Cancer Council Queensland supports greater restrictions on e-cigarettes

CHERYL YONG

(“These new laws are an important step toward a smoke free future, and another great step in ensuring the health and safety of Queenslanders in their local communities,” spokesperson for Cancer Council Queensland Katie Clift said. Photo: Google image)

New laws will see e-cigarettes imposed with harsher restrictions. Photo: Google Images

Cancer Council Queensland commended the Queensland Government for new laws that will see e-cigarettes subject to the same restrictions and laws as cigarettes.

The amendments to the Tobacco Act will be effective from 1 January 2015 and apply to all electronic cigarettes.

Spokesperson for Cancer Council Queensland Katie Clift said there is a lack of scientific evidence to support e-cigarette safety.

“E-cigarettes, those containing nicotine, and those containing substances other than nicotine have not been tested for quality, safety or performance by the Therapeutic Goods Administration,” she said.

“All e-cigarettes are a significant threat to public health, they are currently illegal in Australia and have not been deemed safe for use by medical experts and health authorities.”

Curtin University Professor of Health Policy Mike Daube said the ingredients in e-cigarettes are still unknown and proper research is needed to determine possible risks.

“The main problem is we just don’t know about e-cigarettes. They’re new and there are lots of different products with different flavours,” he said.

“I’m not saying they should never be allowed on the market. What I’m saying is before they are allowed, let’s do the research to find out what the possible harm could be and make a decision based on the evidence. At the moment there’s not much evidence.”

Since 2005, the e-cigarette industry has grown from one manufacturer in China, to an estimated US$3 billion global business with 466 brands marketed with almost 8000 different flavours.

The report said ‘there is concern e-cigarettes will serve as a gateway to nicotine addiction and ultimately smoking, particularly for young people. The result showed an increase of e-cigarette use in the adolescent group doubling from 2008 to 2012.’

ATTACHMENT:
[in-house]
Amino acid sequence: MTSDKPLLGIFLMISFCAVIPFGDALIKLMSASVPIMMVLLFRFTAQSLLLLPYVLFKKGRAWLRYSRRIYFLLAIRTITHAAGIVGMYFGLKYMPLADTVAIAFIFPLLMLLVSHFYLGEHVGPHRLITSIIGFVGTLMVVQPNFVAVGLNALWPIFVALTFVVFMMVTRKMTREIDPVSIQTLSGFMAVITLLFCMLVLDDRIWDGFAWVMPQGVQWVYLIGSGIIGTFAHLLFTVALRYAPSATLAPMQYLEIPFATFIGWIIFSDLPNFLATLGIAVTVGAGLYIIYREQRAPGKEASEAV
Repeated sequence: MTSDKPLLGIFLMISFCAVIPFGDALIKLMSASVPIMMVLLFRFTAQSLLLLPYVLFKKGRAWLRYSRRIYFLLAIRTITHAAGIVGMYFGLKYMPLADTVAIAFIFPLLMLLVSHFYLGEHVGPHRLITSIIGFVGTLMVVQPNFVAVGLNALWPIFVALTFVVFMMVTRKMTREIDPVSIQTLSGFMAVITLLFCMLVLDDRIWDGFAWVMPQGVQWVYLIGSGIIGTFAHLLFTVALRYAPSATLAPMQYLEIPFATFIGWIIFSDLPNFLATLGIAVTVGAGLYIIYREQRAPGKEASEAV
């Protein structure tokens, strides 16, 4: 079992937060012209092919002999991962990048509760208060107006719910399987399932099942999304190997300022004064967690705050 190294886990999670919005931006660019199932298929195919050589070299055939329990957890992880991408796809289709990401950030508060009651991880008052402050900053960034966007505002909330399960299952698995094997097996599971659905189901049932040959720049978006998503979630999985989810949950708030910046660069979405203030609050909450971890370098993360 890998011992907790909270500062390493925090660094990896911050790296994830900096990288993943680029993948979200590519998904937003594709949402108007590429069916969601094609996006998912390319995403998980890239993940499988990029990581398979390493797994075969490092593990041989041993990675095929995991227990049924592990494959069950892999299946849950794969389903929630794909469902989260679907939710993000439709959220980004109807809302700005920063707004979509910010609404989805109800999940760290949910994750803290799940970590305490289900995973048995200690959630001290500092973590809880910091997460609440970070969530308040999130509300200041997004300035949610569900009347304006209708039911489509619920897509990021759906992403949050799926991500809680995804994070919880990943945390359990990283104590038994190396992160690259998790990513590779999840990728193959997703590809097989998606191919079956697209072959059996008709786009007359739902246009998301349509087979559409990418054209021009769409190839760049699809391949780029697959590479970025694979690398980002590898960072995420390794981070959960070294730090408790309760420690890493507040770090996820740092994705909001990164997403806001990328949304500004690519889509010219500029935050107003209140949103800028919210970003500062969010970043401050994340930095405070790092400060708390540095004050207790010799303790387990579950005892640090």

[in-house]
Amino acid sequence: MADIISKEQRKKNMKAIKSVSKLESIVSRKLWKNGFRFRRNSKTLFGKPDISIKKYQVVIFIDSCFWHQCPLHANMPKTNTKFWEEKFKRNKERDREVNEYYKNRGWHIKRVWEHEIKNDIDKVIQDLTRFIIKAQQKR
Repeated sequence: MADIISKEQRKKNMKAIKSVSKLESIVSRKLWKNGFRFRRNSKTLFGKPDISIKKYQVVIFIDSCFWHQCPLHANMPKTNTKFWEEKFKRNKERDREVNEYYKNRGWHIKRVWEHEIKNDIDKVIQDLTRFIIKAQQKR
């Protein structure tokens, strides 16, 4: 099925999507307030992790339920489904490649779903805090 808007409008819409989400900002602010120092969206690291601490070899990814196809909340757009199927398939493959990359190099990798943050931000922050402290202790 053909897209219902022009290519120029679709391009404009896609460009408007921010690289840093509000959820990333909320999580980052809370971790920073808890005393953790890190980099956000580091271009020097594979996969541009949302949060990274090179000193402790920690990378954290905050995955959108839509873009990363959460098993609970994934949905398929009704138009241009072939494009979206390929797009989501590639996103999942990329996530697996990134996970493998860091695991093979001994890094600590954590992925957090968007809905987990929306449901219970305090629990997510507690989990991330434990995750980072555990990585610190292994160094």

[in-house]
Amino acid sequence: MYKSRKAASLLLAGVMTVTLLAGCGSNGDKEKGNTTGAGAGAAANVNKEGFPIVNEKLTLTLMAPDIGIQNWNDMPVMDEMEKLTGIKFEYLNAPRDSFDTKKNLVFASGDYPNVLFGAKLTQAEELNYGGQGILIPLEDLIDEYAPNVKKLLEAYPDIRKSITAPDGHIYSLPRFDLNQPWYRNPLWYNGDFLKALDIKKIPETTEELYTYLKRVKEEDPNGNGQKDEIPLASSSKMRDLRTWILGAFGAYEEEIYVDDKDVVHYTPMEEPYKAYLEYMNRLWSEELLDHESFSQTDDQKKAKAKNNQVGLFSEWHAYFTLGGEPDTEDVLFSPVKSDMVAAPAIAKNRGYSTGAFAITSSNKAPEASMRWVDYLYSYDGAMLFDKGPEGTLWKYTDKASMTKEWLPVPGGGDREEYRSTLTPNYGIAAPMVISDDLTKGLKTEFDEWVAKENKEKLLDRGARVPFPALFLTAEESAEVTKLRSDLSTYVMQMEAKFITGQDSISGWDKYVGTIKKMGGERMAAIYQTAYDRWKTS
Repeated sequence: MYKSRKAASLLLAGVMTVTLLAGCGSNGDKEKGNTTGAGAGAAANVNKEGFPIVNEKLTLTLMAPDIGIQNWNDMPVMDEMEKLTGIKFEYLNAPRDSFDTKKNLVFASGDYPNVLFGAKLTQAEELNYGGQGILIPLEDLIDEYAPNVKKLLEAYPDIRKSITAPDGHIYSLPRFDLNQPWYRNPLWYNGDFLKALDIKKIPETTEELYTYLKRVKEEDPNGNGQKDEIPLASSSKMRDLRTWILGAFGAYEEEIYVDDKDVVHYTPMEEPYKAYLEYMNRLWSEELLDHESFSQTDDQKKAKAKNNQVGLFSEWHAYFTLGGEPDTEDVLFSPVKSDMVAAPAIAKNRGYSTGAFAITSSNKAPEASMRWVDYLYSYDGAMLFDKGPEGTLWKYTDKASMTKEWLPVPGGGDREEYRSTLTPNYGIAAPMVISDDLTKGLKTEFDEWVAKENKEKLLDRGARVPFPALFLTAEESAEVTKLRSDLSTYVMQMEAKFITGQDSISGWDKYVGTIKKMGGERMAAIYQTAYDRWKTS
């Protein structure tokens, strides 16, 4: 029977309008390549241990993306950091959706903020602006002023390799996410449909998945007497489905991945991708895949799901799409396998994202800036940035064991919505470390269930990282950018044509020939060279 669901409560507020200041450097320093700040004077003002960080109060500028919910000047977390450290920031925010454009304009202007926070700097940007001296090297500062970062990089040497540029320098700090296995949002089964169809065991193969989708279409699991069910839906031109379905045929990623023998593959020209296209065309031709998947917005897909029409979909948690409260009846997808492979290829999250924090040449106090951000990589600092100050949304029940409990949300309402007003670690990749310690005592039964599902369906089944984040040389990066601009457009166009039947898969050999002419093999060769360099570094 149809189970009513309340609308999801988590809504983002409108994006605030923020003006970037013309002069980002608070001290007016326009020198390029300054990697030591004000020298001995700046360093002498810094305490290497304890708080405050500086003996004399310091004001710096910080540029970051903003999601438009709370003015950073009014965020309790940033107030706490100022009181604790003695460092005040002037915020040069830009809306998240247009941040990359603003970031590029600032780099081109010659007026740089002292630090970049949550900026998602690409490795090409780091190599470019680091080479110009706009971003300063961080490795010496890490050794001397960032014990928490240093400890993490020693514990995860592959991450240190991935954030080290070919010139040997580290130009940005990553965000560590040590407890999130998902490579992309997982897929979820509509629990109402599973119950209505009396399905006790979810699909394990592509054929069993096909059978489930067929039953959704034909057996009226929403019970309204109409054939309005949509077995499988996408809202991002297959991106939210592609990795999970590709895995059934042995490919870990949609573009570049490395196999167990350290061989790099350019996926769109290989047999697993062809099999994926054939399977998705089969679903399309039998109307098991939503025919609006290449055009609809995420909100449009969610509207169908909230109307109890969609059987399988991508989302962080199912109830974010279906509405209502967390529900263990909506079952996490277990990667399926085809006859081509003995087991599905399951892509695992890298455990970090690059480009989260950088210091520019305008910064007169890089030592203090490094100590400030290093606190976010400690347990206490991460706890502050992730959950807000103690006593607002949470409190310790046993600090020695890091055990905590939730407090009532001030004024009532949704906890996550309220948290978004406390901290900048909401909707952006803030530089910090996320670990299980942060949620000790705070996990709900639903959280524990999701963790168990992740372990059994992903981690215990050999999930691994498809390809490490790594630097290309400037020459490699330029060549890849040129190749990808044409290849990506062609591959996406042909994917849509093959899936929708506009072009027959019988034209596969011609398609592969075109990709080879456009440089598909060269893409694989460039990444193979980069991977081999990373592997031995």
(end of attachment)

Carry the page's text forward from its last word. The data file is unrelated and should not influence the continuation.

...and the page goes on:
E-cigarettes are frequently marketed by manufacturers as a less harmful alternative to tobacco smoking and advertised as a option to help smokers quit.

According to the World Health Organisation there is currently insufficient evidence to conclude that e-cigarettes help smokers to quit.

However there are concerns that e-cigarettes could keep smokers addicted to tobacco by providing a nicotine hit in smoke-free places.

Professor Daube repeated concerns raised by the World Health Organisation report and said the use of e-cigarettes is inconclusive as to whether it helps smokers quit.

“If that is being claimed in Australia, then it contravenes the Australian legislation,” he said.

“If you want to put product on the market as a Therapeutic safe net it has to be approved by the TGA. They have not approved e-cigarettes and the evidence at the moment is fairly unclear.”

Professor Daube said smokers should be encouraged to quit smoking by using a combination of approved treatments.

“We do know that people in Australia are quitting smoking with only 12.8% of adults are smokers and 95% of young teenagers never even tried cigarettes,” he said.

“Most smokers have quit successfully by quitting cold [turkey].”

Professor Daube said there are various things that can help smokers to quit.

“It is important to keep doing what we know works. Strategies like tax increases, public education, media campaigns and protection of non-smokers are ways to inform and address,” he said.

Comments

  1. Reblogged this on melonha and commented:
    TOBACCO

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